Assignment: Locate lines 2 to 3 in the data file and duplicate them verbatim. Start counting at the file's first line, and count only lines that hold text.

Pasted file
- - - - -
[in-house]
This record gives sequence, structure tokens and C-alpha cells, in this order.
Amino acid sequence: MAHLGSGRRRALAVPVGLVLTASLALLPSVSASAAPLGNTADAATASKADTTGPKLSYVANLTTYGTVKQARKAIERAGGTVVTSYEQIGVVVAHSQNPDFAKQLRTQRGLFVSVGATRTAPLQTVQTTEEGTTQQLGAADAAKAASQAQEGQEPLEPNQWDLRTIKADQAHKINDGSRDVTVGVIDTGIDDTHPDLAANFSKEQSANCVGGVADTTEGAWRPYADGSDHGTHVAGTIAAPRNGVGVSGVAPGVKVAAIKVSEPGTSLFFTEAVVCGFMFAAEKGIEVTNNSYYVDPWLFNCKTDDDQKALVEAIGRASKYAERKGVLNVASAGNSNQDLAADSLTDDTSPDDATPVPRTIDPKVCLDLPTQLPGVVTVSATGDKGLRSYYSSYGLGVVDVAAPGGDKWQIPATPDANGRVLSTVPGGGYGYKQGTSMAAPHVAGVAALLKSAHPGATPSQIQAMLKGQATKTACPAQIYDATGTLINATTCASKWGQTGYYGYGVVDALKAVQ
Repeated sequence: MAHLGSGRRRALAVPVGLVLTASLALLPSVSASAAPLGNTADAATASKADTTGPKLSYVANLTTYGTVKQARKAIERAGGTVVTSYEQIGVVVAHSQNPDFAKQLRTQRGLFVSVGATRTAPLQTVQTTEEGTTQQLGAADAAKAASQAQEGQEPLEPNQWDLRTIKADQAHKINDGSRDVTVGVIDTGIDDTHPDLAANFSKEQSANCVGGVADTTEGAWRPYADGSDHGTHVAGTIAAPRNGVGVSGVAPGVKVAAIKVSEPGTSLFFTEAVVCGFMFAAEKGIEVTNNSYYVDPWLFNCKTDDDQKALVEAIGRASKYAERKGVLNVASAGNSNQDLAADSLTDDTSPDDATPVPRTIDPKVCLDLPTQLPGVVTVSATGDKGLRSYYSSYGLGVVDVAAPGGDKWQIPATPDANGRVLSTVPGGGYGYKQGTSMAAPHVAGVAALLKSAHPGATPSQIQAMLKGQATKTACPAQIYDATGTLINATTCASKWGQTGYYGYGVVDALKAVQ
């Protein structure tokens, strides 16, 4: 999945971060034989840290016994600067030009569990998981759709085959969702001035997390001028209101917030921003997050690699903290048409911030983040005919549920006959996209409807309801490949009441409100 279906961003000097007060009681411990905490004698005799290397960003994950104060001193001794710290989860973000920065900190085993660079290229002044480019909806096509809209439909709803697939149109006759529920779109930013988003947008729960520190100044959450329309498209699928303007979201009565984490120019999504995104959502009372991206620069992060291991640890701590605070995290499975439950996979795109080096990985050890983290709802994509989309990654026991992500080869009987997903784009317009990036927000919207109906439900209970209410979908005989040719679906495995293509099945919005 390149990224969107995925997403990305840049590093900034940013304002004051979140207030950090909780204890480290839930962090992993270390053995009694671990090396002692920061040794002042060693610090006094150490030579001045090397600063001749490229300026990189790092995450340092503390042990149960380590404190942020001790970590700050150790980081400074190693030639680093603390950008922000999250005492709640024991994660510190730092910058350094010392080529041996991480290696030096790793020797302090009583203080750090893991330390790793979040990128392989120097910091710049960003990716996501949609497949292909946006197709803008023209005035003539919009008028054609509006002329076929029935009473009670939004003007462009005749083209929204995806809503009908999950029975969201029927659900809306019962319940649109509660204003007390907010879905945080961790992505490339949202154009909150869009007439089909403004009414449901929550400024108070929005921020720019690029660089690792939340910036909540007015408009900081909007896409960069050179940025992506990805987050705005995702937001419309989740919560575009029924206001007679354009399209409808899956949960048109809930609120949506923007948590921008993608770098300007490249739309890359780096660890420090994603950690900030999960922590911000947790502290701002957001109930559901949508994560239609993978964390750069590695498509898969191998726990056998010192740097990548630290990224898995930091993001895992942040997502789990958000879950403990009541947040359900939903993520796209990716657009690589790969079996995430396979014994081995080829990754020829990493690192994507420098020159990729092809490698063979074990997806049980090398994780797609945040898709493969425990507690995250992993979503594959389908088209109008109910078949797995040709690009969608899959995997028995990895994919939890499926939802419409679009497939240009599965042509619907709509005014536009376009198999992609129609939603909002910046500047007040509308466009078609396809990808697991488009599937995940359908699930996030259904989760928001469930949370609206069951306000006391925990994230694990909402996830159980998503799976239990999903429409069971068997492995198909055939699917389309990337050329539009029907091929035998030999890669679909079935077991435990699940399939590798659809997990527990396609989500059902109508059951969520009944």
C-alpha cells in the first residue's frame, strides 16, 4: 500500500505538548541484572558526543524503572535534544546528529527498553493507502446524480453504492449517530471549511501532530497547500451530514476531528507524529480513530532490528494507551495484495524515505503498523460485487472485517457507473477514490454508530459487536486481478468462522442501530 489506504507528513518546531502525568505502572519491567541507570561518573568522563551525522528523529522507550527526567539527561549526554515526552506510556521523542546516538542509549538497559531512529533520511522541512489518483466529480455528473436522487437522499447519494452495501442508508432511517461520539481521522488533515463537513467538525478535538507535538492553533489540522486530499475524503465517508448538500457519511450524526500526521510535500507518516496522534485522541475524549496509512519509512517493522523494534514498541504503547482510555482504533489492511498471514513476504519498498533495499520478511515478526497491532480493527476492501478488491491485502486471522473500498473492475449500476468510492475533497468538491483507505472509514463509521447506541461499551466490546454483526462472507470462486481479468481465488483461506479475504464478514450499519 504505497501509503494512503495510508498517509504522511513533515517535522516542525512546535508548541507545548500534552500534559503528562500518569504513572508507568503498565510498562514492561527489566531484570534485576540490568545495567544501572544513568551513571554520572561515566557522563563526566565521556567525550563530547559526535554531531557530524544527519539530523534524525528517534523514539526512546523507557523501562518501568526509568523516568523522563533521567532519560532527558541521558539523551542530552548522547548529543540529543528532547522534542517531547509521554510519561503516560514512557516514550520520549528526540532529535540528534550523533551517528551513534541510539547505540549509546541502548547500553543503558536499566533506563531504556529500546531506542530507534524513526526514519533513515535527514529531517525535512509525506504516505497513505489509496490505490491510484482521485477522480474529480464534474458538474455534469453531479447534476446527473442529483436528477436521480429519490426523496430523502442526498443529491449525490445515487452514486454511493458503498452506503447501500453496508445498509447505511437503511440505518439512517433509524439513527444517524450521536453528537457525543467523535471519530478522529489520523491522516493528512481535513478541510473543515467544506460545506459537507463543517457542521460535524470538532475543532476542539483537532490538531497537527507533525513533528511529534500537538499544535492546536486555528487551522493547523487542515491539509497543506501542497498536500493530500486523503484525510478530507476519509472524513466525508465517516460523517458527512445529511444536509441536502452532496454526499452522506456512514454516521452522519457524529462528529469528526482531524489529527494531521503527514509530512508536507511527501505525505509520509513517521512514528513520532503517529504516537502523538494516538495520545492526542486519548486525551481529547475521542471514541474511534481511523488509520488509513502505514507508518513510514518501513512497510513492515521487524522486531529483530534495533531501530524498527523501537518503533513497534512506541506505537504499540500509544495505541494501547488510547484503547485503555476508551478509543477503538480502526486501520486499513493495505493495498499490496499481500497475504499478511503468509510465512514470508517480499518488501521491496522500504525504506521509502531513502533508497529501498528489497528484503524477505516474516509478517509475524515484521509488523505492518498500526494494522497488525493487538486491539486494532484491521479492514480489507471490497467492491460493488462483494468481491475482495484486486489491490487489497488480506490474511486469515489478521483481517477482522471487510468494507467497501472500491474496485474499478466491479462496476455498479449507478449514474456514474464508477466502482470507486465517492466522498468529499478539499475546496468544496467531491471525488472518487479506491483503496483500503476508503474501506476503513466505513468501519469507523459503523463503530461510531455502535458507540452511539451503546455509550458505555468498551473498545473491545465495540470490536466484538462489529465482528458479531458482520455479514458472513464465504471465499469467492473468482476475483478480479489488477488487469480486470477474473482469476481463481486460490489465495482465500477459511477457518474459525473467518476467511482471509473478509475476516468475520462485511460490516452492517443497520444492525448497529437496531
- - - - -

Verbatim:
This record gives sequence, structure tokens and C-alpha cells, in this order.
Amino acid sequence: MAHLGSGRRRALAVPVGLVLTASLALLPSVSASAAPLGNTADAATASKADTTGPKLSYVANLTTYGTVKQARKAIERAGGTVVTSYEQIGVVVAHSQNPDFAKQLRTQRGLFVSVGATRTAPLQTVQTTEEGTTQQLGAADAAKAASQAQEGQEPLEPNQWDLRTIKADQAHKINDGSRDVTVGVIDTGIDDTHPDLAANFSKEQSANCVGGVADTTEGAWRPYADGSDHGTHVAGTIAAPRNGVGVSGVAPGVKVAAIKVSEPGTSLFFTEAVVCGFMFAAEKGIEVTNNSYYVDPWLFNCKTDDDQKALVEAIGRASKYAERKGVLNVASAGNSNQDLAADSLTDDTSPDDATPVPRTIDPKVCLDLPTQLPGVVTVSATGDKGLRSYYSSYGLGVVDVAAPGGDKWQIPATPDANGRVLSTVPGGGYGYKQGTSMAAPHVAGVAALLKSAHPGATPSQIQAMLKGQATKTACPAQIYDATGTLINATTCASKWGQTGYYGYGVVDALKAVQ